Tom Dixon was born April 16, 1947 in Butler, Pennsylvania, and raised outside of Denver. As a teenager, he recalls being deeply impressed with a Franz Kline painting at the Denver Art Museum. After the Army and Germany, Dixon returned to the Denver area where he attended commercial art school for a year and did paste-up and illustration for magazines in the late 1960s. In 1969 he moved to Chicago, and on the strength of letters of recommendation from several artists, he “lucked out,” as he put it, and attended the School of the Art Institute of Chicago for the next two years.
“I didn’t know anything,” he comments. “I was just a kid from the sticks. The GI Bill covered my rent. I could draw realist and super-realist stuff. But I thought, "What? Do I want to become film emulsion?" I spent most of my time in the museum. Painting was dead then. If you were a painter, they’d send you off to the Chicago Academy of Art. I wanted to make a painting, and that’s what I’ve been trying to do ever since.”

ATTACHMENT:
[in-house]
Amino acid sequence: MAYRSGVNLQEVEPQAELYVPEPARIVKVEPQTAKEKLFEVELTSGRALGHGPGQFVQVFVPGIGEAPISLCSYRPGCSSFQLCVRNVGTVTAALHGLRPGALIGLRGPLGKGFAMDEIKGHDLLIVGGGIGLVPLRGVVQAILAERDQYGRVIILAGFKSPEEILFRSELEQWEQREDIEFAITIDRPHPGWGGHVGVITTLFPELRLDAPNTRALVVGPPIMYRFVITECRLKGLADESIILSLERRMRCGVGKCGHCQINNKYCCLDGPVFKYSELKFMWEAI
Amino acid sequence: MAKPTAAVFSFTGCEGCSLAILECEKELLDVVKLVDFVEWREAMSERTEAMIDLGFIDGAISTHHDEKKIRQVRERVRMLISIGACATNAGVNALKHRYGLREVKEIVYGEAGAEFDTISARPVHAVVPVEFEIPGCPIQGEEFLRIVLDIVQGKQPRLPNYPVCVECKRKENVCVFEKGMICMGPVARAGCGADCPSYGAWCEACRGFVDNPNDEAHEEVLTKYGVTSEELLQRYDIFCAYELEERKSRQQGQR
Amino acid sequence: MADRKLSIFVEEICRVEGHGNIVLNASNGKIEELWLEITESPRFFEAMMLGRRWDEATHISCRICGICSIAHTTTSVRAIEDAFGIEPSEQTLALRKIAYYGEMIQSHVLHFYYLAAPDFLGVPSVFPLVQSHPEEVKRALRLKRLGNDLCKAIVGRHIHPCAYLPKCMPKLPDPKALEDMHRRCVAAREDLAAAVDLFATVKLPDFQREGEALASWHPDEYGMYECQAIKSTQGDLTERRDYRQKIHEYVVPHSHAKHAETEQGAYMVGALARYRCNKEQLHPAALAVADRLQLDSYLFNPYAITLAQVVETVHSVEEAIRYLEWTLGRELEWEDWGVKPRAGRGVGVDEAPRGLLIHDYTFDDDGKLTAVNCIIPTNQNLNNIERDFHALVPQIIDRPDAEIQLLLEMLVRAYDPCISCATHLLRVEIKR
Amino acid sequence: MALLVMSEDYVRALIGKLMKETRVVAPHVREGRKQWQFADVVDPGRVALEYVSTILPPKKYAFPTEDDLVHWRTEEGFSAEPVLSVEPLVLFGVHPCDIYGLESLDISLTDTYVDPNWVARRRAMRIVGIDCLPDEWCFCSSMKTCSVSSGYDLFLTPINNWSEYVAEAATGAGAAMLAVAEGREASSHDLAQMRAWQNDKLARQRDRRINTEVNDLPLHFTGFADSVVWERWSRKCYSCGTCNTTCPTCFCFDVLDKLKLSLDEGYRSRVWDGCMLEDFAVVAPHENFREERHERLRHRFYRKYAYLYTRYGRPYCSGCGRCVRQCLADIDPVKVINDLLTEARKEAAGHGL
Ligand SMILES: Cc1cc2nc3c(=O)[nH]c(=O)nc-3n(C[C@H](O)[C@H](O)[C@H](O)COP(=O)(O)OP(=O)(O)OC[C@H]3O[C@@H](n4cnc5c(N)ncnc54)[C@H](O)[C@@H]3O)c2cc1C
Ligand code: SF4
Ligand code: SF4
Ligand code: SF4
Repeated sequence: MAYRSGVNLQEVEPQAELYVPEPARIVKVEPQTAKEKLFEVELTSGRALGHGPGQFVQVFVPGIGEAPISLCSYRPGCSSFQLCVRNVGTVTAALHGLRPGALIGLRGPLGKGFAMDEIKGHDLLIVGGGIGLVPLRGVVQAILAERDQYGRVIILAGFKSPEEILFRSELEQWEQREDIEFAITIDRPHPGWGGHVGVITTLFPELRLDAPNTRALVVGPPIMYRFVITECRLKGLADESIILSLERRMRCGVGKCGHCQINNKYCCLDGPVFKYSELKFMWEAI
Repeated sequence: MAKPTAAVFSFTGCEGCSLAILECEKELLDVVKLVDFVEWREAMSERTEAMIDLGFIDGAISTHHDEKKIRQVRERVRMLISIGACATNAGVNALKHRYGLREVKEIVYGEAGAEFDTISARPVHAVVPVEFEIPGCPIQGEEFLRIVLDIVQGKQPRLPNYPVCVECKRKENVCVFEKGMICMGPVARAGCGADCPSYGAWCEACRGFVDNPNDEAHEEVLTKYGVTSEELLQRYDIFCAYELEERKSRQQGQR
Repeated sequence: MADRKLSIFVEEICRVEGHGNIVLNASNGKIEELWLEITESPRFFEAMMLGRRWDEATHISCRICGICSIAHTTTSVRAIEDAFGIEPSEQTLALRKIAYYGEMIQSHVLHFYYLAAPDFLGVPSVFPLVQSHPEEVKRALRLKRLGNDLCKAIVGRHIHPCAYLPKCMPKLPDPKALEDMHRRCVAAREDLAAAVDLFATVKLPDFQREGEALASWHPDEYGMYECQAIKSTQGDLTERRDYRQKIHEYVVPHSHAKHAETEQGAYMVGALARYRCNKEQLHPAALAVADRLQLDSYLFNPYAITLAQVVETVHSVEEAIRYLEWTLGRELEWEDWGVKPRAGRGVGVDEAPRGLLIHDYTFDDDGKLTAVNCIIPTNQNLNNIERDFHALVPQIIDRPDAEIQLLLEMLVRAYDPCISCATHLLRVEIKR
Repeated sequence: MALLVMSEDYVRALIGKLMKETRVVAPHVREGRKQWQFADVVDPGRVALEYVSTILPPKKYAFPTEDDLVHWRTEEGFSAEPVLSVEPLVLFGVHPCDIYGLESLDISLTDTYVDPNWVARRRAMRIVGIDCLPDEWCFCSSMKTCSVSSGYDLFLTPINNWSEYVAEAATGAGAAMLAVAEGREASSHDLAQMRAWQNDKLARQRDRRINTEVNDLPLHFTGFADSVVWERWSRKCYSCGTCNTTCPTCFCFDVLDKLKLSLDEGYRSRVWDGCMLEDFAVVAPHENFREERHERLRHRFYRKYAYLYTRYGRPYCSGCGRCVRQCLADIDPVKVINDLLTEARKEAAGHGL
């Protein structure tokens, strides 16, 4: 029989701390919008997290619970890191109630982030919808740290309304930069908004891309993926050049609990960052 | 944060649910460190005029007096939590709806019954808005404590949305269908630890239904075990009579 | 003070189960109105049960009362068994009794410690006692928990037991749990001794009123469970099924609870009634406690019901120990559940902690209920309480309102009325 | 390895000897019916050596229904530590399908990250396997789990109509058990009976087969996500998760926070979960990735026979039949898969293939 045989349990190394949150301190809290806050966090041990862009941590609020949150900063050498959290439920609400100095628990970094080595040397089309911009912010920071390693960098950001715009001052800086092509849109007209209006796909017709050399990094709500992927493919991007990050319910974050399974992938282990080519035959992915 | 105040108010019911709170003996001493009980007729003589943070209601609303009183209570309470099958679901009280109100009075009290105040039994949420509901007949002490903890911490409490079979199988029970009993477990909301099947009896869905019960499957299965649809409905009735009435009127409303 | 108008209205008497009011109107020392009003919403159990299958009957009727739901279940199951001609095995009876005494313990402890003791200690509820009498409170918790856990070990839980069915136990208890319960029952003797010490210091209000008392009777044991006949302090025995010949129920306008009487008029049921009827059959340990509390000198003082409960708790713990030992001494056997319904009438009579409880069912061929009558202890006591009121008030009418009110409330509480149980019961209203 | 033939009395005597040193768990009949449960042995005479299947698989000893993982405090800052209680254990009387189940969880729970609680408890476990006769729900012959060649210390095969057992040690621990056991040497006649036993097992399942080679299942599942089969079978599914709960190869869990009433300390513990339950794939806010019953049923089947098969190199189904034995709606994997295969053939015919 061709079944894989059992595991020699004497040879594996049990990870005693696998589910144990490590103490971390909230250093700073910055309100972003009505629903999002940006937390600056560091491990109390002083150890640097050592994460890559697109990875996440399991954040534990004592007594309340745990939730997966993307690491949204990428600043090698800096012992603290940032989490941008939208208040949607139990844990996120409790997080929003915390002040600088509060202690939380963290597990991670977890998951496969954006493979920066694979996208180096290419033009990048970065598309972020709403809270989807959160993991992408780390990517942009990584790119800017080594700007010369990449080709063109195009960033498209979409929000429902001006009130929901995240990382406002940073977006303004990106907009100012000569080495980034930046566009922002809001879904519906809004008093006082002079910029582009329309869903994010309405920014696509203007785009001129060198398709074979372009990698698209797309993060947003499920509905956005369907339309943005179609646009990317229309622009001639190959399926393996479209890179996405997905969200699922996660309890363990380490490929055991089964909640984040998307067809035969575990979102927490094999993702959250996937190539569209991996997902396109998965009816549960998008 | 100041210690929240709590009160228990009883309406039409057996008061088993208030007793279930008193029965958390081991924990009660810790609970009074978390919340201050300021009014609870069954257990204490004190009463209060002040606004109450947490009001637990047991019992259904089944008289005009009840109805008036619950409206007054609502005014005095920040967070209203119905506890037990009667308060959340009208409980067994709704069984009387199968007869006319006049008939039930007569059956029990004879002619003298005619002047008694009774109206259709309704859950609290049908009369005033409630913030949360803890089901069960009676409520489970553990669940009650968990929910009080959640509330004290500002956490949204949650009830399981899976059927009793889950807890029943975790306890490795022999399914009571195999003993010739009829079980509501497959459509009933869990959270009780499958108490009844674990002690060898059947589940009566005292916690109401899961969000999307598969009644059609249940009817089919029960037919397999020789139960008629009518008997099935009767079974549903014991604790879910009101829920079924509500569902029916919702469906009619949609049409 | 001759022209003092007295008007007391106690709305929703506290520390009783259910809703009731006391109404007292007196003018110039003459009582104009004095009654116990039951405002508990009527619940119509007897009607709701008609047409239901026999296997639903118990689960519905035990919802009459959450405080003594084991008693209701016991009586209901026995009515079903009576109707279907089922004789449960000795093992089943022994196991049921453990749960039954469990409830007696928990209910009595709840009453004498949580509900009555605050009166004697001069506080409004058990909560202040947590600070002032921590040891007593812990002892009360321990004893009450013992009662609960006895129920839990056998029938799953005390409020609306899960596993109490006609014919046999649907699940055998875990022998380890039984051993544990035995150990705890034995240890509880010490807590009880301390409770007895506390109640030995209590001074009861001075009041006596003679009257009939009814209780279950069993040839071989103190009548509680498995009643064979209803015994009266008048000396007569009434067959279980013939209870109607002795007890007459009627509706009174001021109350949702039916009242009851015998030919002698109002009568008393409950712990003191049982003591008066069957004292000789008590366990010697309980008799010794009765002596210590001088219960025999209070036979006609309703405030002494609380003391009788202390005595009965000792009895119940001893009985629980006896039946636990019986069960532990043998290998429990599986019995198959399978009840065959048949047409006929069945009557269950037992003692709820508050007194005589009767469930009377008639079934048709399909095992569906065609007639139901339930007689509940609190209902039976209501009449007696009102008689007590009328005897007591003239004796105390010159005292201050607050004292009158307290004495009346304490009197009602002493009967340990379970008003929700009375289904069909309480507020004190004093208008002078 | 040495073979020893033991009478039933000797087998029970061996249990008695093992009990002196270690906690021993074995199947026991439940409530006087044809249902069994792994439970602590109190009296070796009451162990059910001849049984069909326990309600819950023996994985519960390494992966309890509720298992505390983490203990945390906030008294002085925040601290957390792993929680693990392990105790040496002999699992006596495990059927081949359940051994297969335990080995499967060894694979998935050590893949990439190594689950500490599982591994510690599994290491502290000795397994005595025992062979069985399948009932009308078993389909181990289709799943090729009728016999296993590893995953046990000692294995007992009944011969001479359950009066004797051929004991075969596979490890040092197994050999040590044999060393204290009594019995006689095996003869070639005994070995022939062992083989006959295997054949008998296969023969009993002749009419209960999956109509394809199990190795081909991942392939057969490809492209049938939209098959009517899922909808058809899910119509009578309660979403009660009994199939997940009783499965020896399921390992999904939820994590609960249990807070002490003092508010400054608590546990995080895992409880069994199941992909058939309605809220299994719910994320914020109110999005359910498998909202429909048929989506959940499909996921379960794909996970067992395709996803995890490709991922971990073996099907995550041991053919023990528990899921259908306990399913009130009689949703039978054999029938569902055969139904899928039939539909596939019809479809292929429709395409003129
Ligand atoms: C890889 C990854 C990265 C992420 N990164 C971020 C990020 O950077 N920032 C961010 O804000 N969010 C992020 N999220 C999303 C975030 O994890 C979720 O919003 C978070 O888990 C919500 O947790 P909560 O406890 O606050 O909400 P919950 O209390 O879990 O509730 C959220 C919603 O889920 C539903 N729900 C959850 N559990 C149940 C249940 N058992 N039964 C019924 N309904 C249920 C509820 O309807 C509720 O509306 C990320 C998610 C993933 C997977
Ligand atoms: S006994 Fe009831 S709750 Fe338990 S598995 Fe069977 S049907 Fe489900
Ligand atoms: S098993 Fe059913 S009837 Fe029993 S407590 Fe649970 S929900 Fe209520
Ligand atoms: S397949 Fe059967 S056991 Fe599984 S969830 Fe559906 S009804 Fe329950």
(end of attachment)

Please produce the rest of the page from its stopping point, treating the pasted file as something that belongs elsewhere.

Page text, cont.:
Dixon drifted out of Chicago to the Mill Valley, California area where he did construction and house carpentry. In 1978 he moved to Taos, immediately turned his full focus to drawing and painting, and began showing hard-edged, non-objective work on paper at Dana Lesnett’s daring DEL Fine Arts on Kit Carson Road. For the past twenty years, Dixon has lived and worked in a small studio in Taos with copious north light and an unobstructed view of Taos Mountain.
Dixon’s work on panels of multi-hued, obsessively worked layers of oil, appear physically attacked on a human scale. Scraped, splashed, and scratched, each work is a scarred palimpsest of infinite activity and pigmentation. Assaulted with a steel chisel, 10 inch brush, wide palette knives, or whatever is handy, the panels reveal strata upon strata of history beneath the frenzied graffiti, countered by lyric color combinations, calligraphic markings and at times, geometric designs drawn in oil stick.
Dixon’s most recently started painting on large scale canvas, scale always being what drives his signature mark. In the artist's words, “working on canvas forces me to be more painterly” and even though the end result emanates an air of sophistication, the paintings are recognizably and eloquently Dixon.